Sunday, September 16, 2012

Back on the horse at Hiddenvale

Ollie ponders the early break on the start line
After an extended break from mountainbike racing post Tour Divide, my thoughts about returning to the XC racing fold were mixed. On one hand, there is no denying the rush of a rowdy elbow to elbow mass start, and sheer elation of finishing up a ‘short’ race after an hour or two on the limit. But on the other, I rate the sheer adventure of bikepacking pretty highly in terms of riding joy. Cresting ridges and dropping into exciting unexplored terrain, all the while with the profoundly motivating requirement for food, shelter and survival at the forefront of your mind.

But when the opportunity to race at one of ‘stralia’s biggest marathon MTB events came up, I couldn’t say no to a day in the sun. The Flight Centre Epic is held at Hiddenvale, about an hour inland from Brisbane. Turned out that my good mates at Ground Effect were an event sponsor, and kindly hooked me up with an entry.

Ground Effect -supporters of grassroots MTB and all round nice people
At a relatively short 87km, and with the unrelenting Queensland sunshine in fine form, I was assured of a fun day on the bike. After a month or so of devoted attention riding my Gates carbon drive equipped Ventana El Commandante, I feel like I’ve got the hang of riding it in the dusty and loose surface that seems to prevail here in Queensland. Races like this are a great way to explore tracks in new places. Taupo’s Huka XL, the Whaka 100 and even the Nelson Mammoth all thread together a seamless loop of the best trails, and what better way to ride them than in on go as fast as you can!

Andrew and Ollie talk race plans
Mr Andrew T. again offered up a ride to the venue, and Heidi came along to act as official photographer and chief supporter, proving exceptional in both roles, even holding back from eating post race sandwiches despite a ravenous hunger.

I’d thrown my helmet in the singlespeed ring, which was curiously lumped amongst the ‘special’ categories starting dead last, along with super oldies and clydesdales (>100kg). Some 18 ‘special needs racers’ had entered which is pretty good SS field, and I knew nothing of the strengths of those making up the class. Being a bit rusty on XC racing tactics I opted for the approach that you can only pull off if you’ve got the legs to back it up. While it is rare that a marathon is won on a start, it can be a bit of a psychological blow for competitors when they are gapped off the line, and this is what I proceeded to do, boosting ahead to the categories that had started earlier and using their proliferation as camouflage. Fortunately my legs were up for it, not even wavering when the climb moved from gravel road to singletrack and I was forced to ride proper offroad over logs, rocks and critters to pass the slower riding masses.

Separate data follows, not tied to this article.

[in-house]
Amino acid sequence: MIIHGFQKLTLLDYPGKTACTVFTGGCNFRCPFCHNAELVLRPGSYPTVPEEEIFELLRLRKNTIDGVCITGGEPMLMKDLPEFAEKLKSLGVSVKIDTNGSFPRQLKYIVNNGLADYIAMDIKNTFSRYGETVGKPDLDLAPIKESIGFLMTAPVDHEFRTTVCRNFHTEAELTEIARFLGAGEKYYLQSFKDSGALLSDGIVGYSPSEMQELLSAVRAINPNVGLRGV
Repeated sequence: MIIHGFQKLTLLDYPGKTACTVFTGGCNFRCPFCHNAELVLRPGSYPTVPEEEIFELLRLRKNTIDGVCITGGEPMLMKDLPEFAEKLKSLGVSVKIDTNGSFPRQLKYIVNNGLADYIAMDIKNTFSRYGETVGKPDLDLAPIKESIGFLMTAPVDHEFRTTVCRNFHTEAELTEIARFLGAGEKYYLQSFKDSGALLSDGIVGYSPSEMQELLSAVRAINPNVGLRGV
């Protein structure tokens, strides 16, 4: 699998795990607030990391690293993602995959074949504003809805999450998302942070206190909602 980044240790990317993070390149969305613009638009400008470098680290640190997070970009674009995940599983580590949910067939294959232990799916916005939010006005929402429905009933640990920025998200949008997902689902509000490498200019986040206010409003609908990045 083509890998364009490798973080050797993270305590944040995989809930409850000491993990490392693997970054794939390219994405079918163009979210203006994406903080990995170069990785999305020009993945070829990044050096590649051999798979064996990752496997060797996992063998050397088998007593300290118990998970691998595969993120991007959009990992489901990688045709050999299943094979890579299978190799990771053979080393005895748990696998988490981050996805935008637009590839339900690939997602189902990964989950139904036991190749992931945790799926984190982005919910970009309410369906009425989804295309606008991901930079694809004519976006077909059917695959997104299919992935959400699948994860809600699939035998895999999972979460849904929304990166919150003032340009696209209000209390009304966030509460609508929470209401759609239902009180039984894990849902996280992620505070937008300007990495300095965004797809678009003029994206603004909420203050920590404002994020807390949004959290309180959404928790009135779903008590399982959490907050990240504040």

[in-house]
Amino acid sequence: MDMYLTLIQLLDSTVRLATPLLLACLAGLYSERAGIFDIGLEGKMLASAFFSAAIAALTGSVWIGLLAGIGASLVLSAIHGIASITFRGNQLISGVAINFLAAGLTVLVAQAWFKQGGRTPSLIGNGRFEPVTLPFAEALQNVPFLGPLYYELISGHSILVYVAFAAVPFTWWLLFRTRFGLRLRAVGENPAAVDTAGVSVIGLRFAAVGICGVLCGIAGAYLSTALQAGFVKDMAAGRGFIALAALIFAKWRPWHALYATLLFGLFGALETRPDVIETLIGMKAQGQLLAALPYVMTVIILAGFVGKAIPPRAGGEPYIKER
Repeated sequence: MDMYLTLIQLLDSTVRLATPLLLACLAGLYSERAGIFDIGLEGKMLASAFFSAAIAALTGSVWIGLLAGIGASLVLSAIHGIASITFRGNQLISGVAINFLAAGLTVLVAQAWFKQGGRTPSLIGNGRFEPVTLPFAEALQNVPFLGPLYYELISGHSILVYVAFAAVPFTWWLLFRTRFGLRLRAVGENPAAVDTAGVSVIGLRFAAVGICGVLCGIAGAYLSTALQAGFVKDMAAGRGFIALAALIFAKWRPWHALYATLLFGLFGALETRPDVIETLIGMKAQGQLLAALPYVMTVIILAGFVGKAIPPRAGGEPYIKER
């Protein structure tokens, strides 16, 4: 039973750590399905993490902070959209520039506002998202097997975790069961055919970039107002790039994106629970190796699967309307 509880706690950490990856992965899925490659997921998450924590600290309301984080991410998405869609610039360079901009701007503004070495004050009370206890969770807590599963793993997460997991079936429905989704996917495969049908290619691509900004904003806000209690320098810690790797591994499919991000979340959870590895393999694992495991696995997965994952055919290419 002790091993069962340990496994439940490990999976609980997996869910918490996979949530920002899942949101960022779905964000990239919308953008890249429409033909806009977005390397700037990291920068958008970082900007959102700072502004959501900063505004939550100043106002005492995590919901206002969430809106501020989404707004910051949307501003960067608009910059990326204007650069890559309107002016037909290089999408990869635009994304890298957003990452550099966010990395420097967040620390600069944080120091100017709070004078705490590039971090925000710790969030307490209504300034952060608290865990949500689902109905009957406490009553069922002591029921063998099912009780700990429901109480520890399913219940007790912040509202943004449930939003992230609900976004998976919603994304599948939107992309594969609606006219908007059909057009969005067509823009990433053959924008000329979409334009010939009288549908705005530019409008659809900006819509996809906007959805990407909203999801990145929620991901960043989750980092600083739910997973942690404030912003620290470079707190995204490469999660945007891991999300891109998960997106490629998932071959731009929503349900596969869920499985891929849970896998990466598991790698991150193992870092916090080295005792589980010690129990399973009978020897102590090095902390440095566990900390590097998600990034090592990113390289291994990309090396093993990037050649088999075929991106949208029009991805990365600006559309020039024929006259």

Seems like the endurance XC scene is massive here in ‘stralia, and with more than 2000 riders over the weekend’s events the scene is vibrant with the kind of buzz that seems to be escaping the NZ scene, especially with the popular shift to enduro and Super D racing of late.

The course itself was very well suited to singlespeeding, with the exception of a depressingly long 8km sealed road section which spun my legs into a dizzy mush, and a few knee poppingly steep pinches, the course was teeming with fun and flow.

A first loop of close to 50km was dispatched in a couple of hours, and while I’d been sitting comfortably enjoying the company of other riders and the sketchy loose surface, my efforts had caught up with me and a twinge of cramp struck as I rounded the turnaround point and headed out for the final 37km loop.

Fortunately the second loop offered up an even better array of singletrack that helped distract me from the growing disquiet in my legs. Whereas for the first couple of hours I was bounding up climbs with ease, the cumulative fatigue had reduced my cadence to a slow grind, as if pedalling through treacle.

A stop to refill my bottle and wolf down some lollies offered a brief buzz, but as the grind returned all I could do was dig deep and hope that my previous efforts were enough to hold off the posse of singlespeeders biting at my heels. As it happened, it was more than enough and I crossed the finish line about 5 minutes ahead of second to take a solid result and earn a well deserved sit down.

Crossing the finish line
The course conjured memories of Gunnison’s Growler, both in terms of singletrack delectability, length and the stinking heat. Fortunately the lung punishing altitude of the Growler was not at the Epic, and with no post-race sneezing fit I could enjoy a tall milkshake in the shade.

Ollie’s dust induced african american legs
While my body had performed admirably, only faltering towards the end, I felt my bike had served me graciously most of the way. Some adjustments to the carbon drive ratio on my El Commandante have meant I have been able to squash the back wheel into the seat tube, thus unleashing a bodacious level of flickability hitherto unheard of on a wagon wheeler.

Smiling post race. Note dust eyeliner. Very chic.
My Ground Effect threads were great too, plenty of wicking from my Road rage top helped with the heat. My Juggernaut shorts complete with leg vents (definitely activated for the race) are just the perfect fit, their tailored crotch quashing my fear of ‘baggie-snag’ and making them a realistic choice for racing.

Saddling up and riding at the Epic proved to be fitting re-entry into the XC scene. Far from being a bucking bronco it was a fun day out and I can’t wait to explore further afield and see what other ‘stralian races can offer!